Question of Palestine home || Permalink || About UNISPAL || Search

English (pdf) ||Arabic||Chinese||Français||Русский||Español||

Follow UNISPAL Twitter RSS


        General Assembly
13 October 2004

Official Records

General Assembly
Fifty-ninth session
28th plenary meeting
Wednesday, 13 October 2004, 11.30 a.m.
New York
President:Mr. Ping ......................................................................(Gabon)

The meeting was called to order at 11.30 a.m.

Agenda items 11 and 53 ( continued)

Report of the Security Council (A/59/2)

Question of equitable representation on and increase in the membership of the Security Council and related matters

Mr. Jenie (Indonesia): ...


Despite the fact that the Council has regularly considered the situation in the Middle East, including the Palestinian question, the situation on the ground has not improved and, in fact, has worsened. The implementation of the road map that envisions a permanent two-State solution to the Israeli-Palestinian conflict is far from becoming a reality. My delegation still considers the road map as the feasible option, as long as the relevant parties, particularly the Israeli side, show genuine willingness to implement the plan.

Regrettably, for the better part of the history of the issue of Palestine, the Council has been prevented from adopting a just and balanced approach to the matter. If permitted to do so, the Council could persuade Israel to withdraw its forces from the occupied territories and to cease settlement activities, in accordance with the relevant Council resolutions. This is a critically important issue that could jeopardize the credibility of the Council should it fail to ensure the implementation of its own resolutions.


Mr. Danesh-Yazdi (Islamic Republic of Iran): ...


The situation in the Middle East, especially the Palestinian question, received the attention of the Council throughout the period under consideration. We note that the Council continued to convene monthly meetings at which members received briefings from the Secretary-General, his Personal Representative and Special Coordinator or other high-ranking Secretariat officials on the situation in the Middle East. That undoubtedly helped Council members not to lose sight of the grave situation in that region. However, we are of the view that the Council was rendered ineffective and unable to address adequately the question of Palestine, despite the gravity of that issue.

We observed with dismay that, during the period under review, attempts to adopt resolutions on the Palestinian issue in the Security Council were thwarted three times, even though earlier relevant resolutions of the Council were totally disregarded by Israel. In fact, the Council’s approach on the Palestinian issue fell well short of our expectations. No doubt the credibility of the Council will erode over time if it is habitually seen to be unable to meet its responsibilities with regard to outstanding issues on its agenda.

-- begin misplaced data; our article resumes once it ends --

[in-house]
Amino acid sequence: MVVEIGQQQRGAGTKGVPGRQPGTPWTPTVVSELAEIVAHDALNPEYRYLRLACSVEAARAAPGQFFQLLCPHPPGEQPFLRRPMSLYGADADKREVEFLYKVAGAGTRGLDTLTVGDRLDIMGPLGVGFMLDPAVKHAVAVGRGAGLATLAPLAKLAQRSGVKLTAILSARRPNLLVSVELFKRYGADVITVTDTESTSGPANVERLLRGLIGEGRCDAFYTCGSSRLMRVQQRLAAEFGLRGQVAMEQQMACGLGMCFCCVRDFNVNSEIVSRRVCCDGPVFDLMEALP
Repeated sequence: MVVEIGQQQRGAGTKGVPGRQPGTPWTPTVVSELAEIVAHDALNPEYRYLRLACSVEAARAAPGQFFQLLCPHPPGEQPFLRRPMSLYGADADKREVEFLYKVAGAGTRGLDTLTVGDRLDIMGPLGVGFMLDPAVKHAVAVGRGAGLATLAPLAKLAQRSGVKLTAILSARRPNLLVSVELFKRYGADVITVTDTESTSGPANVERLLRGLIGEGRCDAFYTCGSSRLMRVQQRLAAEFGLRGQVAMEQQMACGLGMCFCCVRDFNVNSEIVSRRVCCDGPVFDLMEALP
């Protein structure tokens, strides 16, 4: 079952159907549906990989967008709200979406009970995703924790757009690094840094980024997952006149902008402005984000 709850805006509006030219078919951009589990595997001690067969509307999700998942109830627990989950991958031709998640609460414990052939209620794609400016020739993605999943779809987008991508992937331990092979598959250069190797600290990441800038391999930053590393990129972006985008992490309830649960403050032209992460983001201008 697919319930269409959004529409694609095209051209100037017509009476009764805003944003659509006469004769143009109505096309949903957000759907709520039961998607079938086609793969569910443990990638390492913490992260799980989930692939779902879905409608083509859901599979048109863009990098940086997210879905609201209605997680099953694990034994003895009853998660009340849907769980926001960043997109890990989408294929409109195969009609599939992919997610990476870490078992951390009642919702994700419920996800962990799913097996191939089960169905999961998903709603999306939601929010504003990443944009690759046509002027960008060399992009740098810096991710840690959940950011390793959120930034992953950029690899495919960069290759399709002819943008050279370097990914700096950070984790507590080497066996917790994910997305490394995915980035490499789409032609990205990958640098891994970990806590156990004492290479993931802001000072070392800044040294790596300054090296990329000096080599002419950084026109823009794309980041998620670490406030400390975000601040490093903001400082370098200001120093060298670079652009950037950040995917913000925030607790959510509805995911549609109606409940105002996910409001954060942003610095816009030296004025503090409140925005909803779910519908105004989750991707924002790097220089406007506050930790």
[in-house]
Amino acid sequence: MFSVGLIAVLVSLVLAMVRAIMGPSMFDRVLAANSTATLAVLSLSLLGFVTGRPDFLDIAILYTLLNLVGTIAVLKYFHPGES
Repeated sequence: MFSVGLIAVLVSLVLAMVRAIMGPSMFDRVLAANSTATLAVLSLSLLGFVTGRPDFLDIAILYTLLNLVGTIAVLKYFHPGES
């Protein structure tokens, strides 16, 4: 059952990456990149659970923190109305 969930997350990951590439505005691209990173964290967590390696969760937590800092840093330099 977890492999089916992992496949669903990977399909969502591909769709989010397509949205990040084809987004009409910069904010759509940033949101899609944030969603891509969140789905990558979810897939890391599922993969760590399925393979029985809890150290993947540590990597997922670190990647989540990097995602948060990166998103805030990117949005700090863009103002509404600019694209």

Mr. Clodumar (Nauru): ...


The failure of Israel and Palestine to come to the peace table by way of fulfilling their obligations under the road map, in cooperation with the Quartet, has continued to bring senseless misery to their peoples. In our view, the failure of the Security Council to adopt resolutions to address breaches of international law and of the Council’s own resolutions has exacerbated the situation, as a divided Council is powerless. That situation should be corrected, as it could and would send a signal to the parties to the conflict that their actions and counter-actions are being condoned.


Mr. Adechi (Benin) (spoke in French ): ...


Conflicts on other continents are moving towards the restoration of peace and stability. The exception is the situation in the Middle East, in particular the Israeli-Palestinian conflict and the situation in Iraq, where uncontrolled violence prevails and where the heavy loss of life continues to bring grief to humankind, with no end in sight.


The meeting rose at 12.55 p.m.

This record contains the text of speeches delivered in English and of the interpretation of speeches delivered in the other languages. Corrections should be submitted to the original languages only. They should be incorporated in a copy of the record and sent under the signature of a member of the delegation concerned to the Chief of the Verbatim Reporting Service, room C-154A. Corrections will be issued after the end of the session in a consolidated corrigendum.

Follow UNISPAL RSS Twitter